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IBM warns of instant breaking of encryption by quantum computers
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IBM warns of instant breaking of encryption by quantum computers

Quantum computers will be able to instantly break the encryption of sensitive data protected by today’s strongest security, warns the head of IBM Research.

This could happen in a little more than five years because of advances in quantum computer technologies.

“Anyone that wants to make sure that their data is protected for longer than 10 years should move to alternate forms of encryption now,” said Arvind Krishna, director of IBM Research.

Krishna was speaking at a meeting of The Churchill Club in San Francisco on a panel (above, second from right) discussing quantum computers in business. The panel, which included Kam Moler, a professor of Physics at Stanford University, as well as Bob Stolte, a managing director at JPMorgan, was moderated by journalist Martin Giles (first from left).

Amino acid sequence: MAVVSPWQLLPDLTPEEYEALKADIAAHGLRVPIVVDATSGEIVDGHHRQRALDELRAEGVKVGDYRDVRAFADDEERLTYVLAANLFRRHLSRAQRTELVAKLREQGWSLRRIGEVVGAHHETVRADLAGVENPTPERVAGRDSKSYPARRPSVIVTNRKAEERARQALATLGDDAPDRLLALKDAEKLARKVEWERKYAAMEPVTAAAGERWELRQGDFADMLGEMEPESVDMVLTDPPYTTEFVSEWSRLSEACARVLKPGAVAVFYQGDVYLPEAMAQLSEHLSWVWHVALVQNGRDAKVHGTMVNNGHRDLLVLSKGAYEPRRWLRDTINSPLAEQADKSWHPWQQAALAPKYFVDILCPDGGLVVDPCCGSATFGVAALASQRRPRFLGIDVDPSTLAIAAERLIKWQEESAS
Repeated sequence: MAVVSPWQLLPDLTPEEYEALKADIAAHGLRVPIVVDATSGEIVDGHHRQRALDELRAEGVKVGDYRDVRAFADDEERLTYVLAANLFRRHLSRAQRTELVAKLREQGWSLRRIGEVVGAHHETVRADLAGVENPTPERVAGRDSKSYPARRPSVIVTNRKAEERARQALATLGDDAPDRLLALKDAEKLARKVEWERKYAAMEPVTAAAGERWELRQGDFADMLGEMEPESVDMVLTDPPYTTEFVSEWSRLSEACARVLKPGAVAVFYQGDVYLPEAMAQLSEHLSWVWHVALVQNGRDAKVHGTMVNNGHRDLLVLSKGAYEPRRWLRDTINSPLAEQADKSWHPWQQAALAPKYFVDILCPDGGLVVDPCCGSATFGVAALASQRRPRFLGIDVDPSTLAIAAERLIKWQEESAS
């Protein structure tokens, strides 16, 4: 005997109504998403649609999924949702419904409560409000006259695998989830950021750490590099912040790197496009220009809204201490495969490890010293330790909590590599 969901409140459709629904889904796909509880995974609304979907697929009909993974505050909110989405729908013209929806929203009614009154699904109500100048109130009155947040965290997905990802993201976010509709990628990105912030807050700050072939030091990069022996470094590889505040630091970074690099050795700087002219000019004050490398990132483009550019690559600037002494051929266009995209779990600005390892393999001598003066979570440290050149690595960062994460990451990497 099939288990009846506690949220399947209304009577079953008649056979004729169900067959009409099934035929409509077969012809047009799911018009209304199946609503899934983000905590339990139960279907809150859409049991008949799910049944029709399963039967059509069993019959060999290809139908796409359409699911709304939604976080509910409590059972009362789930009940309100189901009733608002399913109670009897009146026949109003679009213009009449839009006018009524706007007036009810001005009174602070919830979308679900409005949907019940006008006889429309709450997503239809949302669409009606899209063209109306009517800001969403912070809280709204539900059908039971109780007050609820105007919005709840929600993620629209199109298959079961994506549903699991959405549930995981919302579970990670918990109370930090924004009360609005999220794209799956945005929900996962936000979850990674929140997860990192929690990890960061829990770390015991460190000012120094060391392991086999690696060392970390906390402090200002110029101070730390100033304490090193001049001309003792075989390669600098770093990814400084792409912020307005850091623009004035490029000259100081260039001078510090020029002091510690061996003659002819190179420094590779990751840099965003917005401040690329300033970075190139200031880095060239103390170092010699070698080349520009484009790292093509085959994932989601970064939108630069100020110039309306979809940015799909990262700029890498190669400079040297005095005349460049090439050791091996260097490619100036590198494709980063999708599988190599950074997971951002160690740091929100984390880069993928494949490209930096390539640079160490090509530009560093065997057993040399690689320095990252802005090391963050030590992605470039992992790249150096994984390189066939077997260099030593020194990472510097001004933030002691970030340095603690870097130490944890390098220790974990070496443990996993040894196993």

Quantum computers can solve some types of problems near-instantaneously compared with billions of years of processing using conventional computers.

Moler said people might feel safe because they have done everything they are supposed to do to secure their existing data — but quantum computing will break it. “I do think that’s scary,” she said.

It has been known since the 1980s that quantum computers would be great at factoring large numbers, which is the foundation of public key cryptography. But building large enough quantum computers was not possible then.

Advances in novel materials and in low-temperature physics have led to many breakthroughs in the quantum computing field in recent years. and large commercial quantum computer systems will soon be viable and available within five years.

Krishna said that there is a type of encryption, called Lattice Field, that is thought to be resistant to quantum computing attacks.

“The good news is that it is as efficient as our current encryption so it won’t cost more,” he said.

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